After a 70-year effort, China received a malaria-free certification from the WHO, a remarkable feat for a country that reported 30 million cases of the disease annually in the 1940s.
According to the world health organization, every 2 minutes, a child dies from malaria, but now China has joined the growing number of countries that are proving that a future without malaria is a viable goal.
“China’s tireless effort to achieve this important milestone demonstrates how strong political commitment and the strengthening of national health systems can result in the elimination of a disease that was once a major public health problem.” said Dr. Takeshi Kasai, Regional Director, WHO Western Pacific Regional Office.
Worldwide, 40 countries and territories have received a WHO malaria-free certification, including Australia, Singapore, El Salvador, Algeria, Argentina, Paraguay, and Uzbekistan.
Beginning in the 1950s, China’s health authorities worked to locate and stop the spread of malaria by providing preventive drugs, reducing mosquito breeding sites, and intensifying the use of insecticide spraying in homes in risk areas.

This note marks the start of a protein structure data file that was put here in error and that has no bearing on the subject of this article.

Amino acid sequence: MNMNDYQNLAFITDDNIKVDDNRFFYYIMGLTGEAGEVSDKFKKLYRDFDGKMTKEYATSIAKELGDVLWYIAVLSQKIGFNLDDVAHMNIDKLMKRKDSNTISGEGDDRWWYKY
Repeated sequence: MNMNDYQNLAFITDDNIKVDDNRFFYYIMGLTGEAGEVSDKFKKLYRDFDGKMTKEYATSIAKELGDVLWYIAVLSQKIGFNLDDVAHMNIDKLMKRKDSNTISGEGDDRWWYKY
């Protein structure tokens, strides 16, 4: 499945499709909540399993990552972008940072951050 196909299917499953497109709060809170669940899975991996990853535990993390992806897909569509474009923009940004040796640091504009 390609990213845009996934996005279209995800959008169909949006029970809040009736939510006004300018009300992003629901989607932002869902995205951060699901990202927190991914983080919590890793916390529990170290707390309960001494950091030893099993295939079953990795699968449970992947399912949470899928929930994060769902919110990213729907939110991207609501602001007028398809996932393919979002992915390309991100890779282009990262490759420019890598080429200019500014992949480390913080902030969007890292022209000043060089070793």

In 1967, the Chinese government launched “Project 523”, a nationwide research program aimed at finding new treatments for malaria involving more than 500 scientists from 60 institutions. It led to the discovery in the 1970s of artemisinin, the core compound of artemisinin-based combination therapies (ACTs), the most effective antimalarial drugs available today.
In the 1980s, China was one of the first countries in the world to extensively test the use of insecticide-treated nets. By 1988, more than 2.4 million nets had been distributed nationwide, leading to such a drastic reduction in the disease that by the end of 1990, the number of deaths dropped by 95%.
In 2020, after reporting 4 consecutive years of zero indigenous cases, China applied for an official WHO malaria elimination certification. Members of the independent Malaria Elimination Certification Panel traveled to China in May 2021 to verify the country’s malaria-free status as well as its program to prevent re-establishment of the disease.
Effective multisectoral collaboration was also key to success. In 2010, 13 ministries of China, including representatives of health, education, finance, research and science, development, public security, military, police, trade, industry and information technology, customs, media and tourism, joined their forces to end malaria across the country. .
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